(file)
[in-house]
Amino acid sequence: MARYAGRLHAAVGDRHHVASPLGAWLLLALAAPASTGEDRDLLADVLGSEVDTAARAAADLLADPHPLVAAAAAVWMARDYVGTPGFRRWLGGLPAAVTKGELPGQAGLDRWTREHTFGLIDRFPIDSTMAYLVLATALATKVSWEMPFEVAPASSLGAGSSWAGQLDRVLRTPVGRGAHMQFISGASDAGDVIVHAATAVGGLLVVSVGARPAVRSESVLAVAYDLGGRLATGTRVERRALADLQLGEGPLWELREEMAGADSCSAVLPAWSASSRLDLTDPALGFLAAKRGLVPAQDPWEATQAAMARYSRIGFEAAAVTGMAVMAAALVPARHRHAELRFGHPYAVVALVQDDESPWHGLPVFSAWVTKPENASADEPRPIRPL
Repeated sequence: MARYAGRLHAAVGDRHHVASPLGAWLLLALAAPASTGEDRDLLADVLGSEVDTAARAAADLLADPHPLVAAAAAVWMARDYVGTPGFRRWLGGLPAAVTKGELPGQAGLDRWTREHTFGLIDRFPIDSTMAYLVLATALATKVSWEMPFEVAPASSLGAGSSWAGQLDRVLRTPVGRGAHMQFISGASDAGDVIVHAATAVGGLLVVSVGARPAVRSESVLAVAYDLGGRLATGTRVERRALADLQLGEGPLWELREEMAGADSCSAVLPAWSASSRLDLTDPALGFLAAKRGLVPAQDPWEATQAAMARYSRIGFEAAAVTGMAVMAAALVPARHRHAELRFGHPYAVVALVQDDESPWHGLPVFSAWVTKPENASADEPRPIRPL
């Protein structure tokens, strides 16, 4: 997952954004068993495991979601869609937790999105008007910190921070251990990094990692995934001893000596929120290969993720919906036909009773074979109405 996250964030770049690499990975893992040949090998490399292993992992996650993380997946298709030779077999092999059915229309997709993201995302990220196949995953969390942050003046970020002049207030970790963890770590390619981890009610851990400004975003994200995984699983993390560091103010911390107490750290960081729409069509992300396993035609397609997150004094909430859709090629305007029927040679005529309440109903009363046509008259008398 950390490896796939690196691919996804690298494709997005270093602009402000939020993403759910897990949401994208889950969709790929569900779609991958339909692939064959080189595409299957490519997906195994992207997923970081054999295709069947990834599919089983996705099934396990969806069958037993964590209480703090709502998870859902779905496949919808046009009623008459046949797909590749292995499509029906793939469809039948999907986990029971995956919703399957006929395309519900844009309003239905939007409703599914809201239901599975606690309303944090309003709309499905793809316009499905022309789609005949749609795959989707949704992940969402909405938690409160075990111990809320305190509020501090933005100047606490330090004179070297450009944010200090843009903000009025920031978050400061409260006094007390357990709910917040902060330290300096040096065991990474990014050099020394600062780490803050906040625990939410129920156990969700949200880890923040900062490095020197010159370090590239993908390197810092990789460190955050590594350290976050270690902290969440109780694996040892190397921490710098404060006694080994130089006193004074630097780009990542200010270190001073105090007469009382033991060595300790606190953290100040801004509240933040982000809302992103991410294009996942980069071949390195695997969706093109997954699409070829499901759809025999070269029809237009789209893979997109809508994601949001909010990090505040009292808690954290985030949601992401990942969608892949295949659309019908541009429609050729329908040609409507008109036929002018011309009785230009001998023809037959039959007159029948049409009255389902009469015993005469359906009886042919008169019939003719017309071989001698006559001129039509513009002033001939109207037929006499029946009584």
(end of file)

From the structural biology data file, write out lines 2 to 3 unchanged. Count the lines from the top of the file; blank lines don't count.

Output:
Amino acid sequence: MARYAGRLHAAVGDRHHVASPLGAWLLLALAAPASTGEDRDLLADVLGSEVDTAARAAADLLADPHPLVAAAAAVWMARDYVGTPGFRRWLGGLPAAVTKGELPGQAGLDRWTREHTFGLIDRFPIDSTMAYLVLATALATKVSWEMPFEVAPASSLGAGSSWAGQLDRVLRTPVGRGAHMQFISGASDAGDVIVHAATAVGGLLVVSVGARPAVRSESVLAVAYDLGGRLATGTRVERRALADLQLGEGPLWELREEMAGADSCSAVLPAWSASSRLDLTDPALGFLAAKRGLVPAQDPWEATQAAMARYSRIGFEAAAVTGMAVMAAALVPARHRHAELRFGHPYAVVALVQDDESPWHGLPVFSAWVTKPENASADEPRPIRPL
Repeated sequence: MARYAGRLHAAVGDRHHVASPLGAWLLLALAAPASTGEDRDLLADVLGSEVDTAARAAADLLADPHPLVAAAAAVWMARDYVGTPGFRRWLGGLPAAVTKGELPGQAGLDRWTREHTFGLIDRFPIDSTMAYLVLATALATKVSWEMPFEVAPASSLGAGSSWAGQLDRVLRTPVGRGAHMQFISGASDAGDVIVHAATAVGGLLVVSVGARPAVRSESVLAVAYDLGGRLATGTRVERRALADLQLGEGPLWELREEMAGADSCSAVLPAWSASSRLDLTDPALGFLAAKRGLVPAQDPWEATQAAMARYSRIGFEAAAVTGMAVMAAALVPARHRHAELRFGHPYAVVALVQDDESPWHGLPVFSAWVTKPENASADEPRPIRPL